Windows 8 is designed for tablets first according to the flood of reviews on the web since it was RTM. As excited as I am for the Windows 8 tablet, the more I think about it the harder a purchase is to justify.
I went gaga over the Surface tablets when Microsoft announced them, especially the RT model. I was so impressed I quickly admitted I will be buying one as soon as it is available. Now that I've had time to think it through I am finding it hard to build a user case for either model.
It doesn't help there will be two versions of the Windows 8 tablet to choose from with vastly different benefits. The Intel-based Pro models will run everything you can throw at them, both Metro apps written just for Windows 8 and also legacy (desktop) apps. They are the one-size-fits-all model of the Windows 8 tablet world.
The ARM-based Windows RT tablets will only run Metro apps (I am still calling them that even though Microsoft won't), leaving the huge selection of those desktop apps behind. That means they will only run hundreds of new apps instead of the tens of thousands of existing Windows apps. That's a pretty big handicap compared to the Windows 8 Pro tablets.
We've recently seen how having few apps available can handicap the adoption of tablets with the HP TouchPad and the BlackBerry Playbook. No matter how nice a tablet might be, the first time you need a particular type of app to get things done and there isn't one available you're dead in the water.
Even with the vast library of legacy apps the Pro tablets are handicapped in their own ways. It is expected the Windows 8 Pro tablets will cost hundreds of dollars more than the RT counterparts (and the competition). That puts them more in the price range of a serious PC and not just a companion device. That will require a solid user case for the Pro tablet for me. I can justify the lower cost of an RT tablet without a real business need.
As more information is coming out about these tablets the Pro tablets have an even bigger handicap compared to the RT models: battery life. While I expected Intel-based hardware to have slightly worse battery life than ARM tablets, it seems the hit may be bigger than I thought.
In a recent interview with Joanna Stern of ABC News, Lenovo (who is working on both Pro and RT devices) admitted that the Intel hardware in its Yoga hybrid tablet would have half the battery life of the RT model they are also working on. That's not a pure tablet but is similar enough to make rough battery comparisons.
Existing ARM tablets (iPad, Android) easily get 10-12 hours of battery life. The 5-6 hours Lenovo is indicating with Intel inside is nowhere near enough for a tablet in my experience. That's an especially big hit for a tablet that costs hundreds more than the one with better battery life.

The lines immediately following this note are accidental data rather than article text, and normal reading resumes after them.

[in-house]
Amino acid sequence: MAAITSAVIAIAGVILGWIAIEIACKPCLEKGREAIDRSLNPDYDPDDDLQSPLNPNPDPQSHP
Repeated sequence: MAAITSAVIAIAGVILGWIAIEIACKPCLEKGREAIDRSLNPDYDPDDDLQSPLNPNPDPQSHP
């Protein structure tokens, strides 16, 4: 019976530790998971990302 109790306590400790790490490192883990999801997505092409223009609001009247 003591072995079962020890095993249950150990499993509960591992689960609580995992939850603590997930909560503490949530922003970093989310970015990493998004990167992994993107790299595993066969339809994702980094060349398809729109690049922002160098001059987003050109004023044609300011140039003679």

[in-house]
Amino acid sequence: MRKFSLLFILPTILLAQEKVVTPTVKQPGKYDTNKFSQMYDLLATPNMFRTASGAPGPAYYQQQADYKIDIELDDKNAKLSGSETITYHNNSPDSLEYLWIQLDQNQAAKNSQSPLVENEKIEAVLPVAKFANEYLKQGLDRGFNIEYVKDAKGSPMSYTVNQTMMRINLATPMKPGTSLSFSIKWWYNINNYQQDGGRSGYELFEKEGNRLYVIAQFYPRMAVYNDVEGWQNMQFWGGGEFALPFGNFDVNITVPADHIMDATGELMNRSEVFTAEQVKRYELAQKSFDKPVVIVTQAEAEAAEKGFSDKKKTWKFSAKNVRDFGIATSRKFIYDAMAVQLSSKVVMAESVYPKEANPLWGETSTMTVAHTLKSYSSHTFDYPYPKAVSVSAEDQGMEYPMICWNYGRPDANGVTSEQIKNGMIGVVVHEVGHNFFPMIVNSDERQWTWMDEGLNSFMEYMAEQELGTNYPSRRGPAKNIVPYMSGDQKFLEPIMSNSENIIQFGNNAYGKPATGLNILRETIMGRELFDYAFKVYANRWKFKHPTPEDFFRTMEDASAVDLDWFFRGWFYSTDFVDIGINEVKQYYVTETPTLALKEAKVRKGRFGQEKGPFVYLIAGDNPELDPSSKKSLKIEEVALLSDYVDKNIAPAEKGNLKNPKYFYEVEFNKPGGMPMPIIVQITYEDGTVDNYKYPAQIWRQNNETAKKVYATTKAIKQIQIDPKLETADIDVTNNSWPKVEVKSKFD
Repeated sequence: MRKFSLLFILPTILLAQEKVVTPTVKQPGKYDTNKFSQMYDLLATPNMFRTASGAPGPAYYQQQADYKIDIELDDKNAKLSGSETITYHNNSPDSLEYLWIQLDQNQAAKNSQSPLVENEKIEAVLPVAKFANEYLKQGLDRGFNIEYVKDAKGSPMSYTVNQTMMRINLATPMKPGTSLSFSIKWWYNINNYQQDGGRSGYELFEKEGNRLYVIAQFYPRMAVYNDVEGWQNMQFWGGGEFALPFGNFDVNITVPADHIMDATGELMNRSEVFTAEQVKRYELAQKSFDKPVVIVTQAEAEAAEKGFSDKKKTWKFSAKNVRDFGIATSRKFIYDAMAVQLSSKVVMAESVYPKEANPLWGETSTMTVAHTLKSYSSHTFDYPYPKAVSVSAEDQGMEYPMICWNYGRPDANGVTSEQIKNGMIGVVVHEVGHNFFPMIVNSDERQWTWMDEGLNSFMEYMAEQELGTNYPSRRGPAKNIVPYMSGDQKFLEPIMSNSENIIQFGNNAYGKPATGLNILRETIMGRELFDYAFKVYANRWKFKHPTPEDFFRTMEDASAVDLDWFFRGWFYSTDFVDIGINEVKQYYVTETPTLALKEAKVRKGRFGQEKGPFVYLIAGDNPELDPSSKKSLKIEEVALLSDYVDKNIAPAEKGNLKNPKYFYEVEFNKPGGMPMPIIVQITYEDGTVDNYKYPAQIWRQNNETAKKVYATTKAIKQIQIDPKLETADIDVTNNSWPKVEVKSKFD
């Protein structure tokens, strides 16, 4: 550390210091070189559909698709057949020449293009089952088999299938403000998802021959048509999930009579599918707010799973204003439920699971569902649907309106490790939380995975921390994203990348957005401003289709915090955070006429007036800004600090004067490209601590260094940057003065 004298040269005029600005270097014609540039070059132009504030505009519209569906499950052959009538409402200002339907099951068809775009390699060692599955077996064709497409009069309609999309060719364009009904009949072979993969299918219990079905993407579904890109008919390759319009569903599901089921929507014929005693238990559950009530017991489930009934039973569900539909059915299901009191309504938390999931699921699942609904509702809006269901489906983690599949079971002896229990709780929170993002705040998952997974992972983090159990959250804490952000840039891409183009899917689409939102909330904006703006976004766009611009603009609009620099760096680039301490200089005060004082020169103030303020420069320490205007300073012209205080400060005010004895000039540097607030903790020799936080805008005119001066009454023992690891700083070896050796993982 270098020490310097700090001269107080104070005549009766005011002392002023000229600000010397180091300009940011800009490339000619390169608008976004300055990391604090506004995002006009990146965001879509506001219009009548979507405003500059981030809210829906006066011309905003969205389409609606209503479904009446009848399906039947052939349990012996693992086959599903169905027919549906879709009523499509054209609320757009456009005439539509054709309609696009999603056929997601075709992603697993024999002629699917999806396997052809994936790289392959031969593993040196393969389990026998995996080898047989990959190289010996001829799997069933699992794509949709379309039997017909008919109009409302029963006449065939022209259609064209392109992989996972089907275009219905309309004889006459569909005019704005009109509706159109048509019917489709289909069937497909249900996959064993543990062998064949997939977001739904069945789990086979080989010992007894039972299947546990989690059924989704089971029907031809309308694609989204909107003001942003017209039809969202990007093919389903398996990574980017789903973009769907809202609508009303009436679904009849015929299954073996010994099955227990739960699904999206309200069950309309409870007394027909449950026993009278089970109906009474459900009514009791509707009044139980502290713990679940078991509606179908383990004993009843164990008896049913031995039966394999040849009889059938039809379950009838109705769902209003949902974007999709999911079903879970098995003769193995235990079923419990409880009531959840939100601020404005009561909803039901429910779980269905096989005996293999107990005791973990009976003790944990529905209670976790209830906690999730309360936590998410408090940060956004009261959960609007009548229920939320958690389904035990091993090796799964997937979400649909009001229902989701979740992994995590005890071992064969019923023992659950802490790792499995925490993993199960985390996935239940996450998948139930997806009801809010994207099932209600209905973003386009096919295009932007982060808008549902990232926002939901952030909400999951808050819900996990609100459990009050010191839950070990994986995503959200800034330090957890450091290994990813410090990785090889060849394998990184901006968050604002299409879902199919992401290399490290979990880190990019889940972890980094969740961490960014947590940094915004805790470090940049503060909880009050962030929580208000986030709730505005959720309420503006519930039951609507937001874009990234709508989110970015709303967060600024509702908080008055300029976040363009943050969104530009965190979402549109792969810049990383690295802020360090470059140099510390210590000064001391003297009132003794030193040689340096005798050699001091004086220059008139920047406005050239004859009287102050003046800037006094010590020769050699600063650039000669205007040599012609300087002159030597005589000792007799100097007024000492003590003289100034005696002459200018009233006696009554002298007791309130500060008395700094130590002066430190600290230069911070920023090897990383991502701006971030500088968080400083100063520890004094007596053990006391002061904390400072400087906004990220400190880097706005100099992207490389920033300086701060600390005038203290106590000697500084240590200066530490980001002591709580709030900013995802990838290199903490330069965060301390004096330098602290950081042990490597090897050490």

I don't have a business need for a Pro tablet so the RT model looks like the way to go for me personally. Unfortunately the lack of apps is a big disadvantage compared to the ARM tablet competitors. Both the Android and iOS app stores have thousands of good apps available. The light selection expected for the Windows RT tablets is not compelling.
There is the inclusion of Office on the Windows RT tablets that the competition lacks, but is that important enough to offset the lack of other apps? Maybe for some but for me that's not that big a deal. I don't use Office apps much on the desktop so not having it on the tablet is not a deal breaker.
I use office suites on both Android and iOS which do all I need when it comes to office apps. Having genuine Office on my tablet is not that critical for me personally, so it's hard to make a compelling argument in favor of the Windows RT tablet based on Office.
The viability of a Windows 8 tablet is coming down to this simple set of criteria (according to reviews of Windows 8 and other information becoming available):
Windows 8 Pro tablet: much more expensive, real Office apps, much worse battery life
Windows 8 RT tablet: good battery life, real Office apps, cheaper, very few apps
I am sure I will be buying a Surface tablet due to the nice hardware design and to give it a good test with Windows 8. It won't be because I expect it to do anything the competition doesn't already do. Even as heavily as I use tablets, it's not clear what Windows 8 brings to the discussion. Yet.